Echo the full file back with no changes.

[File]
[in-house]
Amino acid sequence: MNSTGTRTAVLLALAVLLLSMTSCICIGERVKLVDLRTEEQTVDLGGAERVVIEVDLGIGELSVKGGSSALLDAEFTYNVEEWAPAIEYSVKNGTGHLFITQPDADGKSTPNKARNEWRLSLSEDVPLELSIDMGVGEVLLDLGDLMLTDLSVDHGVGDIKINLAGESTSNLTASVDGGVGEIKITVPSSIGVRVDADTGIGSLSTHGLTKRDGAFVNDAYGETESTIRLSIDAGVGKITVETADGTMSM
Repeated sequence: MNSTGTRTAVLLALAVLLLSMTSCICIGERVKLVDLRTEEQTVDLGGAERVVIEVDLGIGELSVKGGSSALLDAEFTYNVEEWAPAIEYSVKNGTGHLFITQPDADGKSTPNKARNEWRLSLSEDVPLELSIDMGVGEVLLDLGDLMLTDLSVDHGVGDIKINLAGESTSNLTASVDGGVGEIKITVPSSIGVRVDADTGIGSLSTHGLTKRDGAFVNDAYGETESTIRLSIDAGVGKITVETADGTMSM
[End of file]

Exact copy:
[in-house]
Amino acid sequence: MNSTGTRTAVLLALAVLLLSMTSCICIGERVKLVDLRTEEQTVDLGGAERVVIEVDLGIGELSVKGGSSALLDAEFTYNVEEWAPAIEYSVKNGTGHLFITQPDADGKSTPNKARNEWRLSLSEDVPLELSIDMGVGEVLLDLGDLMLTDLSVDHGVGDIKINLAGESTSNLTASVDGGVGEIKITVPSSIGVRVDADTGIGSLSTHGLTKRDGAFVNDAYGETESTIRLSIDAGVGKITVETADGTMSM
Repeated sequence: MNSTGTRTAVLLALAVLLLSMTSCICIGERVKLVDLRTEEQTVDLGGAERVVIEVDLGIGELSVKGGSSALLDAEFTYNVEEWAPAIEYSVKNGTGHLFITQPDADGKSTPNKARNEWRLSLSEDVPLELSIDMGVGEVLLDLGDLMLTDLSVDHGVGDIKINLAGESTSNLTASVDGGVGEIKITVPSSIGVRVDADTGIGSLSTHGLTKRDGAFVNDAYGETESTIRLSIDAGVGKITVETADGTMSM